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Documentaries. Docudramas. Podcasts. YouTubers. Books. The true crime genre is rampant. Katherine Polzer, associate professor and undergraduate director in TCU鈥檚 Department of Criminology & Criminal Justice, talked to TCU News about navigating its magnetic draw.  

polzer

Can you speculate on what has led to the popularity of the true
crime genre?鈥
 
I think the nationally televised Ted Bundy case in the 鈥70s kind of started our grim fascination with true crime. Here was this seemingly normal person who did these horrible things, and it was all over television. More recently, in the research I鈥檝e done, there was a resurgence when the 2014 podcast Serial came out, and, together with the 24-7 news cycle, social media, etc., it really took on a life of its own.  

Not only has the genre gained popularity through television and books, but we鈥檝e also seen a wave of popularity in amateur crime-solving on social media. What is your insight on that?鈥 
Honestly, these web sleuths kind of cut both ways. We have seen cases basically solved 鈥 or at least a ball get rolling 鈥 because of this. But, we鈥檝e also seen the result of what amounts to fear mongering. Females largely make up the true crime audience, and the genre has kind of caused us to be more afraid of rare things like serial killers and less afraid of more likely crimes that we should be more afraid of. Not to mention the unhealthy promotion of living in fear in general.   

How do you feel this is impacting criminology and the criminal justice process?鈥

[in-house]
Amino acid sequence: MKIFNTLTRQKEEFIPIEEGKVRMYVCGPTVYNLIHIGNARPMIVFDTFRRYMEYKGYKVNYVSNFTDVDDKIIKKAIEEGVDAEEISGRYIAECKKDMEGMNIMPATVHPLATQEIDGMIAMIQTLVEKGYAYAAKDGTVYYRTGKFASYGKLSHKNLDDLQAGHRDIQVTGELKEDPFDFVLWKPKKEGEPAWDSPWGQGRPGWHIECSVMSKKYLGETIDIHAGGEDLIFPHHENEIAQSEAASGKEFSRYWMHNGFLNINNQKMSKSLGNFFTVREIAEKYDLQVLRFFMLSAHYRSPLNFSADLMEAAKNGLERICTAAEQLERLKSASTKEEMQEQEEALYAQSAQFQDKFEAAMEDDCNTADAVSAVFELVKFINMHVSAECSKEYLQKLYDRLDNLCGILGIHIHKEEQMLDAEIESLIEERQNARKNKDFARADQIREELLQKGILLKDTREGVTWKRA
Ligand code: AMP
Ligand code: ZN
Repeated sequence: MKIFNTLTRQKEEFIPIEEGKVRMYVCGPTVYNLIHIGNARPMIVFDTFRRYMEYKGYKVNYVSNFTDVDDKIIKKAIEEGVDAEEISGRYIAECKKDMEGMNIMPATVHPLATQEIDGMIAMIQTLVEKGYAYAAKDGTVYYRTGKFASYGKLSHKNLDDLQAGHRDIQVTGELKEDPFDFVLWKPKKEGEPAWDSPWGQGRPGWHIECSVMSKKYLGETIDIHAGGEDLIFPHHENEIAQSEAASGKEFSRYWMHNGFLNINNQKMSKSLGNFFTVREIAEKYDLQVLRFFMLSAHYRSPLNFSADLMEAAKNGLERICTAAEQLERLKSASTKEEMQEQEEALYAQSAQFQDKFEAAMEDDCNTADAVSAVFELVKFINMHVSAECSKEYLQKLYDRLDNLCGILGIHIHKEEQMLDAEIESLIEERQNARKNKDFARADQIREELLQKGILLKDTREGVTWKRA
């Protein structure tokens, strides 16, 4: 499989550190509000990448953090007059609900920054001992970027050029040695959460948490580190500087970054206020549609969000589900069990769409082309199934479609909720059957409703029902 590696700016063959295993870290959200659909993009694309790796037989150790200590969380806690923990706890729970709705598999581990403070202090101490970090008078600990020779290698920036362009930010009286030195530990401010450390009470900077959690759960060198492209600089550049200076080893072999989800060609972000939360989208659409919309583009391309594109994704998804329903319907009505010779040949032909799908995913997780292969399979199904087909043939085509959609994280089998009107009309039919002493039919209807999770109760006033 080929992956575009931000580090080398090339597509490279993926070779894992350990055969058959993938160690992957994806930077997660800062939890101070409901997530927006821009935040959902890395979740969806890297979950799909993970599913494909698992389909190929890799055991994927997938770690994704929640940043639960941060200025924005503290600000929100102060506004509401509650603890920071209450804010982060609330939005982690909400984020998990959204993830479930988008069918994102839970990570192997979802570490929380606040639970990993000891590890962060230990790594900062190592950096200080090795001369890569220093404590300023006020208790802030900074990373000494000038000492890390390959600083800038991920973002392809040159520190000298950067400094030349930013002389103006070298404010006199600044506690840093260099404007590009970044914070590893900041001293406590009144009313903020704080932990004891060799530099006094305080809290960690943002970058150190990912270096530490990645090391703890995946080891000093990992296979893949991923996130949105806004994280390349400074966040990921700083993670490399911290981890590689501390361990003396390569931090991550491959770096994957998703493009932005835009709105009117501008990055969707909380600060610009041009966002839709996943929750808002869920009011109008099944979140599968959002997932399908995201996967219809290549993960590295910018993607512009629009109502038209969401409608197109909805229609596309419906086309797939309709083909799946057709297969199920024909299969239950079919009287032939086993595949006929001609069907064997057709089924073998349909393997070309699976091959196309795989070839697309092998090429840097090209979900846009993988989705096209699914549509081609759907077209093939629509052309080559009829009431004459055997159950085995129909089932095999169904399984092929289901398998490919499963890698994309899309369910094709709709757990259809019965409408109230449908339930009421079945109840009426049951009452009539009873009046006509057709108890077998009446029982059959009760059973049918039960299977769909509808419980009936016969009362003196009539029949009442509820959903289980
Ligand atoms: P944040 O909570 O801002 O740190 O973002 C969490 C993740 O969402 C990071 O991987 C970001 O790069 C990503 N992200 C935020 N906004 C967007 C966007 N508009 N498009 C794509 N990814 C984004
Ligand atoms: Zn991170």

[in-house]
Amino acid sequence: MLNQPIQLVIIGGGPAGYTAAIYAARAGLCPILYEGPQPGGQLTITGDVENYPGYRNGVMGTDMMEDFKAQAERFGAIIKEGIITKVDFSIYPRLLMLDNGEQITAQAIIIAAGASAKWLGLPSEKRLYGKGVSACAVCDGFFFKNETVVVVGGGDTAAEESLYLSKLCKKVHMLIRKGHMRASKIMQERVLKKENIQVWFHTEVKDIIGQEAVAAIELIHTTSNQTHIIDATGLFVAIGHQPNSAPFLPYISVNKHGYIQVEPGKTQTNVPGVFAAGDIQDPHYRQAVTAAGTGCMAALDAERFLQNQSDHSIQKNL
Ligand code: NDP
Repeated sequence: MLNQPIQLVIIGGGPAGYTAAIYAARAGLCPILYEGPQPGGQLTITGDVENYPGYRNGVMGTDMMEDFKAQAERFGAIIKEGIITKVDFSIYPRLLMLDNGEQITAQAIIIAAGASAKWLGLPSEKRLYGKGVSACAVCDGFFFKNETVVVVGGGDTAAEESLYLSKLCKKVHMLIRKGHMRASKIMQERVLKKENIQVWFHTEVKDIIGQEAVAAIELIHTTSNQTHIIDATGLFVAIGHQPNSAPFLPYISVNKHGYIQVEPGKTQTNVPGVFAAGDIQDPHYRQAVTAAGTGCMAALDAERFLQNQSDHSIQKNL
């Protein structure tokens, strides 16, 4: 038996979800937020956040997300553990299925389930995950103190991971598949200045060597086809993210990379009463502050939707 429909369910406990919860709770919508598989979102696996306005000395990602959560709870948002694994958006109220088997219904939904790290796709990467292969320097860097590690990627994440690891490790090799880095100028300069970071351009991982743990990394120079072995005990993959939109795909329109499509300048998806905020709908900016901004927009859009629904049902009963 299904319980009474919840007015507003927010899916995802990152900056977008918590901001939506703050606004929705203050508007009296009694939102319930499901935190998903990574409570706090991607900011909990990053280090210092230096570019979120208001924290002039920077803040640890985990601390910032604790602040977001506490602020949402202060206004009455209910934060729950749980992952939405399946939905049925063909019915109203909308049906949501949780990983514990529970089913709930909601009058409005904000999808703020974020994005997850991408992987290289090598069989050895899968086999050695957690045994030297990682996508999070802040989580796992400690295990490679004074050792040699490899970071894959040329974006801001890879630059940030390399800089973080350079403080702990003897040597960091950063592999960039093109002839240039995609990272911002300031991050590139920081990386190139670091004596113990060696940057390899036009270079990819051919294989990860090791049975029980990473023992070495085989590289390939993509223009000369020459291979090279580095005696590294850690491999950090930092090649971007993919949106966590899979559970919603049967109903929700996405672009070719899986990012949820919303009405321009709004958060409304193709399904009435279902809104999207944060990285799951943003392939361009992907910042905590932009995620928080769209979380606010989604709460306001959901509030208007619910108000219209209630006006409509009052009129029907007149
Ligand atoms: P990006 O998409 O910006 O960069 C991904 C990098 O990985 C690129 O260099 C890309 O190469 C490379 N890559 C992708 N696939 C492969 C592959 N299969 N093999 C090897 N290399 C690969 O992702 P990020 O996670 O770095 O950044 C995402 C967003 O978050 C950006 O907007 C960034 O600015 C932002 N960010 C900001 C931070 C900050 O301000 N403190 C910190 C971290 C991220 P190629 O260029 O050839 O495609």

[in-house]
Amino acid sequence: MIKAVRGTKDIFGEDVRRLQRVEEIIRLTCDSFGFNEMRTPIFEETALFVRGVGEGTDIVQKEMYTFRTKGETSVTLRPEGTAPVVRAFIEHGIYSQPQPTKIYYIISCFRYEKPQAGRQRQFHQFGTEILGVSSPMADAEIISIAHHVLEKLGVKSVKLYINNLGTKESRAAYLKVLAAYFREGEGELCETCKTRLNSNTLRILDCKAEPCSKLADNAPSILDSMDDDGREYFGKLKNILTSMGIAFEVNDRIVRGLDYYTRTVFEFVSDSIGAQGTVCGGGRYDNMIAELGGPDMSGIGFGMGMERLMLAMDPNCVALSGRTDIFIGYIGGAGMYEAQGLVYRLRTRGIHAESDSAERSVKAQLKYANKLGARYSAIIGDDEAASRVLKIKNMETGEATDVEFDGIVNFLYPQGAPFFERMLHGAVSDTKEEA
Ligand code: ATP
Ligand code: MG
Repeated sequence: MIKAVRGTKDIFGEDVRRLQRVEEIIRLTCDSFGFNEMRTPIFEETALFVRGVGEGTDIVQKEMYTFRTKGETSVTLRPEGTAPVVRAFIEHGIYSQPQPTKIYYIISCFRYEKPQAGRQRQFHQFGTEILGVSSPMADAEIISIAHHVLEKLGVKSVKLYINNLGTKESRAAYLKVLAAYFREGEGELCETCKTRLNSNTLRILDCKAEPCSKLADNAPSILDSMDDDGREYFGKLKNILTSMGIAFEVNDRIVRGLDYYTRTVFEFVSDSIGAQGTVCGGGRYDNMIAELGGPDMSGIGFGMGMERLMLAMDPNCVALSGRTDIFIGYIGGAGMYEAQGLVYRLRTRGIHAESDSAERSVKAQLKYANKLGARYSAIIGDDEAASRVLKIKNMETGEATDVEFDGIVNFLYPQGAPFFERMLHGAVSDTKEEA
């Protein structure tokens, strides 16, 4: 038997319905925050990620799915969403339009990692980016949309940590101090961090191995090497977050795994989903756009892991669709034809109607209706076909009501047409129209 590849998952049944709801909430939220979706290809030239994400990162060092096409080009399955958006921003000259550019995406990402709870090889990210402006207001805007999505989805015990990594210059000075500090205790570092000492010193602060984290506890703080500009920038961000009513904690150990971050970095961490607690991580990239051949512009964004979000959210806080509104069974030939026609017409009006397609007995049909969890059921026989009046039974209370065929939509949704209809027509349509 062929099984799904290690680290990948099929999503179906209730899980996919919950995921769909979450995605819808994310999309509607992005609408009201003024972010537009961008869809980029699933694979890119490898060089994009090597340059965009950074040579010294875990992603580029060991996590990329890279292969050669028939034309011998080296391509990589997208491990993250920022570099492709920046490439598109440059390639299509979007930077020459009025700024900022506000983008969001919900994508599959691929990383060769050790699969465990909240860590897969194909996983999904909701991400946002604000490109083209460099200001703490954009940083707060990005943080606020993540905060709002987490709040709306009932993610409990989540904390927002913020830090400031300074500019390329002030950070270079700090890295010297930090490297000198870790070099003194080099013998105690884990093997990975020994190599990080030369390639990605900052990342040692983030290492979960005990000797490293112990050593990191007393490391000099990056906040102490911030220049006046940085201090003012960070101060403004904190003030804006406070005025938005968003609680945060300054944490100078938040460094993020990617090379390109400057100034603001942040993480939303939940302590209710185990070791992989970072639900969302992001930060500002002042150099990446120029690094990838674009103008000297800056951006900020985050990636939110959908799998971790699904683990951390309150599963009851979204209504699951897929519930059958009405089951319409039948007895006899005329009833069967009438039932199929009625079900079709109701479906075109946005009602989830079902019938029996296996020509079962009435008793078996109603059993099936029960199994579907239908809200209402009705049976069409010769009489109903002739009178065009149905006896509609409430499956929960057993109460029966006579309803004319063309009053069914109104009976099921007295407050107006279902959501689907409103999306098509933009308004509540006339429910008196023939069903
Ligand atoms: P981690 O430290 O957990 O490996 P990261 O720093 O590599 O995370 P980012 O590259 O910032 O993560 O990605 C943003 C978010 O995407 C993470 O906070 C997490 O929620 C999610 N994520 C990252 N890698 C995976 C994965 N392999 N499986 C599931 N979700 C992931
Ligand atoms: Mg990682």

Again, this one works both ways. There are several examples where cases are being basically tried in the media, lacking due process. The accused is basically deemed guilty before they walk into court, and, unfortunately, they are not seeing their unbiased day in court. However, we have also seen the genre shed a light on injustices in our justice system, highlighting flaws and disparities and exposing problems that sometimes exist in law enforcement and other parts of the system.  

qaIs it impacting crime itself?鈥 
Crime has just changed in general, not really anything associated with the influence of true crime. For instance, sex offenders are now operating more online, etc. We do see some copycat behavior, but not so much with serial killers. That tends to happen more with mass shootings. There is actually a movement to not publicize the names of images of mass shooters, rather focus on the victims. This is often a criticism of the true crime genre as well, which can be accused of glamorizing the killer and not talking enough about the victims.  

What can we do to be smart viewers, consumers and members of society in this regard?鈥 
I would say educating oneself on what the dangers actually are. Also, understanding law enforcement practices and the actual rights of a U.S. citizen. Sometimes I hear the podcasters screaming about transparency and their right to know things and how things should move faster, but a lack of due process, evidentiary hearings and things like that could actually lead to some of the injustices that they are fighting.  

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